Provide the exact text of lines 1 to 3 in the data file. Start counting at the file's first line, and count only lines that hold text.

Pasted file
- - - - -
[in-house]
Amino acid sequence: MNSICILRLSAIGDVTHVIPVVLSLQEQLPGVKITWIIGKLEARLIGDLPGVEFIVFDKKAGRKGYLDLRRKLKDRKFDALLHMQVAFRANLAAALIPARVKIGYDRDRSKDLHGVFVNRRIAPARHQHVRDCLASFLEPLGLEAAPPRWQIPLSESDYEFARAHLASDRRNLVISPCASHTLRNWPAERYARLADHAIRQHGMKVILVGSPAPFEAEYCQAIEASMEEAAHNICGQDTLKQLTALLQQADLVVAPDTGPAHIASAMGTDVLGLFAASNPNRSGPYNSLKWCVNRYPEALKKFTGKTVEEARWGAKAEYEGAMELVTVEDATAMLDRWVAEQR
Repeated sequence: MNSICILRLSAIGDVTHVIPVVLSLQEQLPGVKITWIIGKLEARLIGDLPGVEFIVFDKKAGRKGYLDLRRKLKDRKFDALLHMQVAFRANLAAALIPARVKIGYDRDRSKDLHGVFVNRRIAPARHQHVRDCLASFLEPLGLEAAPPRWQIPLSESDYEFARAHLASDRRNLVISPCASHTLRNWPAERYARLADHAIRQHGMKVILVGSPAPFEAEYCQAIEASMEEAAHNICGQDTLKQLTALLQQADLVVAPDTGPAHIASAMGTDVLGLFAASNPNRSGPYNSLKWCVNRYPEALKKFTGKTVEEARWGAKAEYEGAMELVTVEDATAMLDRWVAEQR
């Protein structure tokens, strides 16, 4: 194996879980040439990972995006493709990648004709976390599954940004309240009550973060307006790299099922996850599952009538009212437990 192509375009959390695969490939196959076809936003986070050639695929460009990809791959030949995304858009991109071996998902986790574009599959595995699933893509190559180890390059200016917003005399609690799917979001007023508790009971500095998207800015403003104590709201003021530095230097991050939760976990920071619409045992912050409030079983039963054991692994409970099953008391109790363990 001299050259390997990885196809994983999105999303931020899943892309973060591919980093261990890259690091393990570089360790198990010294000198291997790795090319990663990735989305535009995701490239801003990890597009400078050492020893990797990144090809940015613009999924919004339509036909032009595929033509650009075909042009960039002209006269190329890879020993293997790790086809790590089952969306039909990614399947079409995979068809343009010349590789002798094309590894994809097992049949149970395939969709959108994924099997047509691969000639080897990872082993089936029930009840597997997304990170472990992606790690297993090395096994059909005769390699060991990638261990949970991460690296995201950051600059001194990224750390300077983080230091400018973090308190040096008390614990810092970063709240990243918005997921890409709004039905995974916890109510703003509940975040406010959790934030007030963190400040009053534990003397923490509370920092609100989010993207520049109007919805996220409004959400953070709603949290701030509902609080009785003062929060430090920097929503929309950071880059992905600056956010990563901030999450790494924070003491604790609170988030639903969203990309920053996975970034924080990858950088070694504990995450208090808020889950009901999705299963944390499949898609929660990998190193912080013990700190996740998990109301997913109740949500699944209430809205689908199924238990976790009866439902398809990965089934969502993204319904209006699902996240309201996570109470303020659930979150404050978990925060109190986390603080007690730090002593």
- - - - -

[in-house]
Amino acid sequence: MNSICILRLSAIGDVTHVIPVVLSLQEQLPGVKITWIIGKLEARLIGDLPGVEFIVFDKKAGRKGYLDLRRKLKDRKFDALLHMQVAFRANLAAALIPARVKIGYDRDRSKDLHGVFVNRRIAPARHQHVRDCLASFLEPLGLEAAPPRWQIPLSESDYEFARAHLASDRRNLVISPCASHTLRNWPAERYARLADHAIRQHGMKVILVGSPAPFEAEYCQAIEASMEEAAHNICGQDTLKQLTALLQQADLVVAPDTGPAHIASAMGTDVLGLFAASNPNRSGPYNSLKWCVNRYPEALKKFTGKTVEEARWGAKAEYEGAMELVTVEDATAMLDRWVAEQR
Repeated sequence: MNSICILRLSAIGDVTHVIPVVLSLQEQLPGVKITWIIGKLEARLIGDLPGVEFIVFDKKAGRKGYLDLRRKLKDRKFDALLHMQVAFRANLAAALIPARVKIGYDRDRSKDLHGVFVNRRIAPARHQHVRDCLASFLEPLGLEAAPPRWQIPLSESDYEFARAHLASDRRNLVISPCASHTLRNWPAERYARLADHAIRQHGMKVILVGSPAPFEAEYCQAIEASMEEAAHNICGQDTLKQLTALLQQADLVVAPDTGPAHIASAMGTDVLGLFAASNPNRSGPYNSLKWCVNRYPEALKKFTGKTVEEARWGAKAEYEGAMELVTVEDATAMLDRWVAEQR